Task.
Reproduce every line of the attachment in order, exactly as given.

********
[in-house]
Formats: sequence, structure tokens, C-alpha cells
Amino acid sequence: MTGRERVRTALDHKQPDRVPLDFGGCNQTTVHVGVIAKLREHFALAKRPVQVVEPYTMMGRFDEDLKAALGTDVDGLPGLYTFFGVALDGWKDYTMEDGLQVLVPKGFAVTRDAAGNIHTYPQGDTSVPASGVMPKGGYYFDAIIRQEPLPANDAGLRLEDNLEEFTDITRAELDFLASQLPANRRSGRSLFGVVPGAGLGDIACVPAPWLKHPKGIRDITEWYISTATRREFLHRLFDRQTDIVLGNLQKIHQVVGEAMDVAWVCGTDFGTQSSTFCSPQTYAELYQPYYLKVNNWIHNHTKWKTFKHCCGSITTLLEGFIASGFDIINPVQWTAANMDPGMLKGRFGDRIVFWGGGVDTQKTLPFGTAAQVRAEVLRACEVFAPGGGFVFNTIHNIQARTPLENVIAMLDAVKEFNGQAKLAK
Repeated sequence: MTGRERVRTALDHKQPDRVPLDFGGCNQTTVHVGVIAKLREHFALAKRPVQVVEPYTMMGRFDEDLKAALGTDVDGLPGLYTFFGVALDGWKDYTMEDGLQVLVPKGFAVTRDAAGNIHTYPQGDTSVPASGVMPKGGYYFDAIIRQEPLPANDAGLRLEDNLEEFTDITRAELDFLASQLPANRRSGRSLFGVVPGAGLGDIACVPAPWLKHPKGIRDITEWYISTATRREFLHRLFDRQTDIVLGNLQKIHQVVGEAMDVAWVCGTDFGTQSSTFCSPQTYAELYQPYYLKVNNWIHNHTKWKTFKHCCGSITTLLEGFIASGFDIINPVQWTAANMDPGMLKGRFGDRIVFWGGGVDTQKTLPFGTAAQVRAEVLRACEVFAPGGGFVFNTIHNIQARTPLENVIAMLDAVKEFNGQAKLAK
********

[in-house]
Formats: sequence, structure tokens, C-alpha cells
Amino acid sequence: MTGRERVRTALDHKQPDRVPLDFGGCNQTTVHVGVIAKLREHFALAKRPVQVVEPYTMMGRFDEDLKAALGTDVDGLPGLYTFFGVALDGWKDYTMEDGLQVLVPKGFAVTRDAAGNIHTYPQGDTSVPASGVMPKGGYYFDAIIRQEPLPANDAGLRLEDNLEEFTDITRAELDFLASQLPANRRSGRSLFGVVPGAGLGDIACVPAPWLKHPKGIRDITEWYISTATRREFLHRLFDRQTDIVLGNLQKIHQVVGEAMDVAWVCGTDFGTQSSTFCSPQTYAELYQPYYLKVNNWIHNHTKWKTFKHCCGSITTLLEGFIASGFDIINPVQWTAANMDPGMLKGRFGDRIVFWGGGVDTQKTLPFGTAAQVRAEVLRACEVFAPGGGFVFNTIHNIQARTPLENVIAMLDAVKEFNGQAKLAK
Repeated sequence: MTGRERVRTALDHKQPDRVPLDFGGCNQTTVHVGVIAKLREHFALAKRPVQVVEPYTMMGRFDEDLKAALGTDVDGLPGLYTFFGVALDGWKDYTMEDGLQVLVPKGFAVTRDAAGNIHTYPQGDTSVPASGVMPKGGYYFDAIIRQEPLPANDAGLRLEDNLEEFTDITRAELDFLASQLPANRRSGRSLFGVVPGAGLGDIACVPAPWLKHPKGIRDITEWYISTATRREFLHRLFDRQTDIVLGNLQKIHQVVGEAMDVAWVCGTDFGTQSSTFCSPQTYAELYQPYYLKVNNWIHNHTKWKTFKHCCGSITTLLEGFIASGFDIINPVQWTAANMDPGMLKGRFGDRIVFWGGGVDTQKTLPFGTAAQVRAEVLRACEVFAPGGGFVFNTIHNIQARTPLENVIAMLDAVKEFNGQAKLAK